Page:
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Transit Trespass Provision to ban sex offenders from subways makes state budget

Governor Andrew Cuomo may have called to the 2020 state budget “ambitious” Wednesday, but one provision comes off as callous to advocates who oppose it.

The Transit Trespass Provision is still being met with opposition from the Riders Alliance that is taking a dim view of the attempt to have repeat and “high risk” sex offenders from subways and buses for a period of three years if ordered by a judge.

Danny Pearlstein, the political director from the Riders Alliance, said that the provision distracts from the current COVID-19 crisis and providing efficient service for New Yorkers.

“We oppose banning people from public space and piling more difficult to enforce mandates on the cash-strapped MTA,” Pearlstein said. “Amid the crisis, the governor should be focused on getting essential workers to their jobs, not blaming riders for the problems of the transit system. One lesson of this crisis is the importance of compassion. Demonization of people for political ends is strikingly at odds with that.”

According to the provision, a prohibition against individuals entering the transit system can take place over a long-term or short-term period of time.

“The Governor will advance legislation to authorize the MTA to issue orders prohibiting individuals who commit repeat sex-related violations of the MTA code of conduct, or who are high-risk sex offenders (Level 3), from using MTA transportation services for a period of three years,” the provision reads. “Additionally, this proposal will establish a new law for transit-related sex crime where, if convicted, a prohibition order may be imposed by a judge to ensure the safety of the pubic. Under this proposal, as a condition of pre-trial release, the judge may also issue a temporary prohibition order if good cause is shown that the prohibition is necessary to maintain public safety. Individuals who violate a prohibition order could be charged with Transit Trespass, an A misdemeanor.”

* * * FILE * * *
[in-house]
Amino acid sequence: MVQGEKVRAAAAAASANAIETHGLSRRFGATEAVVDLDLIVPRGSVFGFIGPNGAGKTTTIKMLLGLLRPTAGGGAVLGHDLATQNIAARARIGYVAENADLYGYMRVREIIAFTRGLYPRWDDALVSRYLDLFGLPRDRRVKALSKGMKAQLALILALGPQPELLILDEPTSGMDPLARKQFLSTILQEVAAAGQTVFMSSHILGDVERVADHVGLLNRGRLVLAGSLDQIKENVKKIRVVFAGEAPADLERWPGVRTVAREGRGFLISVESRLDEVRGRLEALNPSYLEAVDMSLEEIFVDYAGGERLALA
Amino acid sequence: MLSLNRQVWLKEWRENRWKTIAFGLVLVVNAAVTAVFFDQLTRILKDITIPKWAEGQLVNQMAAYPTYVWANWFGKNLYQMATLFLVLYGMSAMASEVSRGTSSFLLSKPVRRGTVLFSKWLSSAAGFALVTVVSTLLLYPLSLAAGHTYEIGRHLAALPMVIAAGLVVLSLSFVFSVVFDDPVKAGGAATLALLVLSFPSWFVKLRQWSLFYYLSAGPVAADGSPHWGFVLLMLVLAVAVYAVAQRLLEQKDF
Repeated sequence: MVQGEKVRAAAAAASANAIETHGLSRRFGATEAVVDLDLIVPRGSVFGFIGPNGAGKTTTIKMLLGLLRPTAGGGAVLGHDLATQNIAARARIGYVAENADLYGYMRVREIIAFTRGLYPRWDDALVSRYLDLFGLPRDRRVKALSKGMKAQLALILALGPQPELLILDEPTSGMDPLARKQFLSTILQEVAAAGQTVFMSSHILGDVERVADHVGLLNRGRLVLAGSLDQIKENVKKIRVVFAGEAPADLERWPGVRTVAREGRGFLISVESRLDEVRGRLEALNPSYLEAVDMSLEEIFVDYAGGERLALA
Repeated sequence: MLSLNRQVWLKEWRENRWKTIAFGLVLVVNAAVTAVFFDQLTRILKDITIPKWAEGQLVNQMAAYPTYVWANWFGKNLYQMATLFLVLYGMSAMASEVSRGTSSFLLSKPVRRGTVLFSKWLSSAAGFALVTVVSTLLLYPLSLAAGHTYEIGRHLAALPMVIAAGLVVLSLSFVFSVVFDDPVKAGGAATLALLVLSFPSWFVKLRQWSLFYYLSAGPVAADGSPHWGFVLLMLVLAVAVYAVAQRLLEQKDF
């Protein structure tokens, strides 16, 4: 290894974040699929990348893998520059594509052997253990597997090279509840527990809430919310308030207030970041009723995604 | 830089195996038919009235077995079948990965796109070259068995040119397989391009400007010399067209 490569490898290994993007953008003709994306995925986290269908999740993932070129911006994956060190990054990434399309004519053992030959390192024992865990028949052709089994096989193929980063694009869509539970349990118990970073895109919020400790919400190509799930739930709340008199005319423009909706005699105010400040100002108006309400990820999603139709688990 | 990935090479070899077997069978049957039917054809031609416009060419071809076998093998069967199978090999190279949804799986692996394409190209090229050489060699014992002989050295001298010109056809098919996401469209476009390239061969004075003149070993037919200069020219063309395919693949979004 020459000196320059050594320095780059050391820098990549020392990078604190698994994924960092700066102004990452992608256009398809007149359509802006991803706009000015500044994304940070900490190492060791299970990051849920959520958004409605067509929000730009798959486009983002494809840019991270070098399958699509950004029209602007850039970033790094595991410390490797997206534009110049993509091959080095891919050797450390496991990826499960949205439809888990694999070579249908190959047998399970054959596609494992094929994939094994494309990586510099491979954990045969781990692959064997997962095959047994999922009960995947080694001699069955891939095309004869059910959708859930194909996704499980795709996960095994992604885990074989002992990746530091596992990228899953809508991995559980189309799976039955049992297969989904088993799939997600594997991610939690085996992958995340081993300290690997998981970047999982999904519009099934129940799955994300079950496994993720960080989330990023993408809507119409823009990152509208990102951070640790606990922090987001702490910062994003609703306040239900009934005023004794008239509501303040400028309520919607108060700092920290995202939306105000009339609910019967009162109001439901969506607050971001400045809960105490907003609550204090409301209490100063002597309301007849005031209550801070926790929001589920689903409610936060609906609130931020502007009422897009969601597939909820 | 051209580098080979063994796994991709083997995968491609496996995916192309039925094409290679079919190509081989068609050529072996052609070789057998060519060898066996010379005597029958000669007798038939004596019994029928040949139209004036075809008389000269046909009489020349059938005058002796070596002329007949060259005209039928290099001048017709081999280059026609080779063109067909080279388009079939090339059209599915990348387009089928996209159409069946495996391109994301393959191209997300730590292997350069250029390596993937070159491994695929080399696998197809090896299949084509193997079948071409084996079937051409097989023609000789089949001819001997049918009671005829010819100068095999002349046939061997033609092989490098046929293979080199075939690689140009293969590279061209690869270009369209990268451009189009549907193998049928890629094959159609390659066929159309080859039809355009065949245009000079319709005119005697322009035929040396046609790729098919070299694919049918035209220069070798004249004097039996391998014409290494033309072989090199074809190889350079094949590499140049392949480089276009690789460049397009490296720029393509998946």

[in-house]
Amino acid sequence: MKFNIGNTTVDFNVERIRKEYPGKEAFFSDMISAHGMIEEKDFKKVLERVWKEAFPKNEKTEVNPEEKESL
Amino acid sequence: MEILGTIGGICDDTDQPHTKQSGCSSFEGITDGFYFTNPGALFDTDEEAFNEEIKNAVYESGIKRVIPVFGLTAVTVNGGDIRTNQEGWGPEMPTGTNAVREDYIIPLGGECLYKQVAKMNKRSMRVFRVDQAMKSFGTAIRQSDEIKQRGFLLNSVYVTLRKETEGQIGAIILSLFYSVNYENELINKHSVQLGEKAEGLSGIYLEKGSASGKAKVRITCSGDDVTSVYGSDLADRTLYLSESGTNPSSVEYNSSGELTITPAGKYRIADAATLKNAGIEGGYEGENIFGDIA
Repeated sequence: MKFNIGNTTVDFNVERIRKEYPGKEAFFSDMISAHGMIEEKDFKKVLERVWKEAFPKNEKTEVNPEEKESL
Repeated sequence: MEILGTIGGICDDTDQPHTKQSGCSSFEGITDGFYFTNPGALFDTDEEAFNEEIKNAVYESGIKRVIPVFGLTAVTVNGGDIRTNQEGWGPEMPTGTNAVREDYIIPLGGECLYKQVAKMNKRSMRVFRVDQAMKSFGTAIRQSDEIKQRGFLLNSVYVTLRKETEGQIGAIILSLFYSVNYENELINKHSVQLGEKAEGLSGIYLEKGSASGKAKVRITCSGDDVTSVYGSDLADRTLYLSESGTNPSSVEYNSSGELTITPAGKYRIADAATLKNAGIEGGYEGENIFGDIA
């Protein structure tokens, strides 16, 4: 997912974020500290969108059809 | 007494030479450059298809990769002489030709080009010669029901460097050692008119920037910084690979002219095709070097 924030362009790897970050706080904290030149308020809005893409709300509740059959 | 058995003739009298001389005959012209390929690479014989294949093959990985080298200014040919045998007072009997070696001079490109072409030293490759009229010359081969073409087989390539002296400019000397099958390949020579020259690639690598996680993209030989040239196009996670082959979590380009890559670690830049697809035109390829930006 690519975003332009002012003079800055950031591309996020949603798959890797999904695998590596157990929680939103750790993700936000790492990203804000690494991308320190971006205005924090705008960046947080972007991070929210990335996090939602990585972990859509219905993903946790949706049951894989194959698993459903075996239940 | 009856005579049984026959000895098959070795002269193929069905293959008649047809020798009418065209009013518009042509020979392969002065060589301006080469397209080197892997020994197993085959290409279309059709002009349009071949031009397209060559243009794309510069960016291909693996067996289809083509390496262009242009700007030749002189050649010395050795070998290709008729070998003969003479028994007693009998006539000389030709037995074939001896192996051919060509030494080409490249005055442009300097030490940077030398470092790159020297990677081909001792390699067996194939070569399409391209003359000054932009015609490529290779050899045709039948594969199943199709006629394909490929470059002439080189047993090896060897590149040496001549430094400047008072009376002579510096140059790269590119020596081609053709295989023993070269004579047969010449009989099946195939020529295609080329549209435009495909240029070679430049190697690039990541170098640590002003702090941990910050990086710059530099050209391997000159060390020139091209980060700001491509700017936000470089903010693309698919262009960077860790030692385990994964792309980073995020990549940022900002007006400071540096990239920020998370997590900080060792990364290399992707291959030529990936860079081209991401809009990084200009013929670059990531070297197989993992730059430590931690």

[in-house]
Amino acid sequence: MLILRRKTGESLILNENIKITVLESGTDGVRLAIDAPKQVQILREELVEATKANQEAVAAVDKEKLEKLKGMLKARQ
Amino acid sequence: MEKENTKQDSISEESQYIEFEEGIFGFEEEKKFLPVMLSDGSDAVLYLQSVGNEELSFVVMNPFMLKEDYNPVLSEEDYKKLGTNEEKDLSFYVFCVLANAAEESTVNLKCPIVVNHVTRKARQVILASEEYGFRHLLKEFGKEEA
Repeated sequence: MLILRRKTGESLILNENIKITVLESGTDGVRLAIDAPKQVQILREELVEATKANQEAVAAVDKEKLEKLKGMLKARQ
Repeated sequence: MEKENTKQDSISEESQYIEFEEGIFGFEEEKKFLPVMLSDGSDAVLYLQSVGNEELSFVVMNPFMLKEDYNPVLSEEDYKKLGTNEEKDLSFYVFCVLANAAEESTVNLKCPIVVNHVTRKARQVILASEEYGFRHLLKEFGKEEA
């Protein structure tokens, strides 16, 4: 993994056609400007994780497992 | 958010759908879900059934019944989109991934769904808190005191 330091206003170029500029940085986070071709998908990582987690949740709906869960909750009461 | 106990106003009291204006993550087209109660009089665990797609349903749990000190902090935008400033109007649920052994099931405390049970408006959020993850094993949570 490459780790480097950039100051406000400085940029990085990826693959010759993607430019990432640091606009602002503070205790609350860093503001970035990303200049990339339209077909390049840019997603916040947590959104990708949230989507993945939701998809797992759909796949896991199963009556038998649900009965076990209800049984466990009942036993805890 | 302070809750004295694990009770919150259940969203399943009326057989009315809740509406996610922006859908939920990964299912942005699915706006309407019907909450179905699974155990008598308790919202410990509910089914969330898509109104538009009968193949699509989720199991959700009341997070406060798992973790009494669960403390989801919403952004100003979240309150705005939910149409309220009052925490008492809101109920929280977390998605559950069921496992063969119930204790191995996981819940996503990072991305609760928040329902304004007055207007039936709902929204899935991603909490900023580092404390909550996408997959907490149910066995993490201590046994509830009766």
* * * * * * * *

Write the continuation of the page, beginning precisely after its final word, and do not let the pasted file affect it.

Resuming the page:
In January the addition of this policy was announced for inclusion in the executive budget and was met with similar opposition, but none the less it remained in the bill which was passed April 1 by both the state senate and the assembly.

“This new measure will help better protect our millions of customers and employees who while moving around the city should never be subjected to groping, harassment or abuse,” MTA Senior Advisor Ken Lovett said. “We thank the Governor for his leadership on this important issue and the Legislature for including it in the final budget.”

Cuomo touted on Wednesday that a budget agreement had been forged among lawmakers and claimed this was an extraordinary feat considering the COVID-19 crisis bring the economy to its knees. But despite this, Cuomo and his administration imposed borrowing measures that that would bridge the gap until New Yorkers could come back out of their homes.

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